OPINION: Republicans now have control of both the House and the Senate, and it should be interesting to see what they have planned besides more gridlock. Pictured: Early voting ballots feeding into a tally machine at a state elections office in Anchorage. November 11, 2014Loren Holmes / ADN
I really hate pumpkin-spice-every-single-possible-product-you-can-think-of season. I guess we're down to two holidays for the last few months of the year -- Happy Pumpkin Spice and Merry Christmas. I heard Christmas music before Halloween this year. Our elections have become the same way, now starting the next round before all the ballots are counted. Before I tear into a rant about that, could we all agree to just campaigning six months out from the election?
Considering how saturated the airwaves have been all over the country for over a year, it's over, folks. The lowest amount of voters showed up at the polls since 1942. The reason for low voter turnout then was something called a World War. Little resources were spared for elections then -- we had to beat the Germans, not each other.
Parties for volunteers and campaigners have been happening. Frankly, the winners and losers deserve recognition for their work; after all, democracy is really a verb. (I wonder what the Yes on 2 people had at their party...) Anyway, all that is wrapping up. If you've been to campaign offices, you have seen the countdown calendars on the walls. If you ask workers how they are doing, their general response is to ask how many days are left.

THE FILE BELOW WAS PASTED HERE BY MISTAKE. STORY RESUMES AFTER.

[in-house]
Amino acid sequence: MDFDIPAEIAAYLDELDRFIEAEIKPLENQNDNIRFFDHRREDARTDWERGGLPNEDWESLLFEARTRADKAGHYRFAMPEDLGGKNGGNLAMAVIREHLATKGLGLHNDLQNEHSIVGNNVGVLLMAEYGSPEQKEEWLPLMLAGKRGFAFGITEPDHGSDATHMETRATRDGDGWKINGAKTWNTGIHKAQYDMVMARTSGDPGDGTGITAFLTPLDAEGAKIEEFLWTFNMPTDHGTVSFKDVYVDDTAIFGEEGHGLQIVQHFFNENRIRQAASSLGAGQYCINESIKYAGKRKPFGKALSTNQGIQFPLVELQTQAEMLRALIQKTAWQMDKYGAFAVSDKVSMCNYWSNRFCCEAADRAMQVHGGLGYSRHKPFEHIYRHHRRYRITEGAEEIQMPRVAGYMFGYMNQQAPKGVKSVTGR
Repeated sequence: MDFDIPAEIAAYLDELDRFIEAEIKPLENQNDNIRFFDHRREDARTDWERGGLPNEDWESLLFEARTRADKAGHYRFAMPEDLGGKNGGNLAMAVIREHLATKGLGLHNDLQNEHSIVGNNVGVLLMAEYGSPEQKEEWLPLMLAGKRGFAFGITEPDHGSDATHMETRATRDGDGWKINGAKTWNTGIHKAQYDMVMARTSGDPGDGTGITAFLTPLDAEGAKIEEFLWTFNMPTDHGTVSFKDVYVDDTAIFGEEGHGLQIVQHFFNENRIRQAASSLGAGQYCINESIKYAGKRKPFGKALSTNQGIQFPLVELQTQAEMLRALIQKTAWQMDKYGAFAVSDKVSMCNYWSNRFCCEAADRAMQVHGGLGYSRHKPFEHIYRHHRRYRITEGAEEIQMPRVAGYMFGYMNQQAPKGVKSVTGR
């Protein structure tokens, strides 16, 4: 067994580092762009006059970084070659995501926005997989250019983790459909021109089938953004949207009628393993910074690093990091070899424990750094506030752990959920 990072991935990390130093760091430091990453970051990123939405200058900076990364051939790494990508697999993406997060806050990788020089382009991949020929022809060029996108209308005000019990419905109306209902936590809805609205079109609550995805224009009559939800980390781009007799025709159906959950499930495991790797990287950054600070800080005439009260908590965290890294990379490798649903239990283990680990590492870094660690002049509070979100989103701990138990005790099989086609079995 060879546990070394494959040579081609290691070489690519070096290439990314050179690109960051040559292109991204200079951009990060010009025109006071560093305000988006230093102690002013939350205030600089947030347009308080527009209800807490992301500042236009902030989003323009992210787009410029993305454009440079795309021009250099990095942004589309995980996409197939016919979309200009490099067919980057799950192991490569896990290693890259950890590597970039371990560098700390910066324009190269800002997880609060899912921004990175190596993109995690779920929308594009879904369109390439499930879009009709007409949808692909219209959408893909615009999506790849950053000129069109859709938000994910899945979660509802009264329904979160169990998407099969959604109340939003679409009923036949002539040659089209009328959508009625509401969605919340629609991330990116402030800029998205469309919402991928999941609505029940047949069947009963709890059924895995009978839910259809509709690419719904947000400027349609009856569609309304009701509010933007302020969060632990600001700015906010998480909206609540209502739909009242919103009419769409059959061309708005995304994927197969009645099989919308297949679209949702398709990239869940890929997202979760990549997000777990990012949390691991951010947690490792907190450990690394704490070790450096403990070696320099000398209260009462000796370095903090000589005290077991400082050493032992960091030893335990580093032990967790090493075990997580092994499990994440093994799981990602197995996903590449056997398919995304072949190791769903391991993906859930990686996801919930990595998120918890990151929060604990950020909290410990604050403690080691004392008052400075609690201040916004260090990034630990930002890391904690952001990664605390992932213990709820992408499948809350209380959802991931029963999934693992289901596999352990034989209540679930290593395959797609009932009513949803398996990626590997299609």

Well, the fewest people in 70 years have spoken, and time's up. Republicans across the country showed up and they now have the House and the Senate.
Just because you can win (or buy) a campaign race doesn't mean you know how to govern, so this could get interesting. I for one am cheering them on. See, it does me no good to see a political party fail if it is at the expense of my fellow citizens.
If the last 50 votes in the House to repeal Obamacare are any indicator, I assume the Senate will take that up shortly. Really? I know, I'm master of the obvious here, but they have the votes. What's their solution? I've been hearing about how terrible health care for poor people is since the Affordable Care Act was passed, but I haven't heard what the plan to replace it is. I'm dying to know. I thought the ACA was wimpy from the beginning. Will the Republicans replace it with a Public Option? Please? How about Medicare E? The E is for Everyone! I can't imagine they'd propose to take away something with no replacement. Inquiring minds want to know.
Will the Environmental Protection Agency finally be defunded? Oh, those overreaching federal agencies that stifle all those projects will finally be over? Think of all those corporations that can finally sing "Free at Last!" and be done with environmental standards.
Immigration was a big stick in national campaigns. What's the solution? Obama has been called the "deporter-in-chief" for a reason -- his administration has deported more undocumented workers than any of his predecessors. Not good enough? Will the Republicans round up the 12 million people living unpapered in America and send them back? Brace yourselves, Canada! Can we send them on a train? Can we send them in the rain? Can we send them on a boat? Can we build a needed moat? (My apologies, Dr. Seuss.)
The Keystone XL pipeline is a promise the Republicans will try to deliver. Well, what will that do to the price of oil? I mean, does Alaska really want a bunch of Canadian oil competing with ours on the open market? This could hit us where it hurts -- our state pocketbook. The price of oil is dropping fast enough, to a level which makes pulling Canadian oil uneconomical. Will Alaska's senators vote for a pipeline that will hurt Alaska's bottom line? They have to look out for ... oh, that's right, they have to dance with the one who brought them.
Well, I'm curious to see what solutions the controlling party will present to the American public; goodness knows they've been pointing at problems long enough.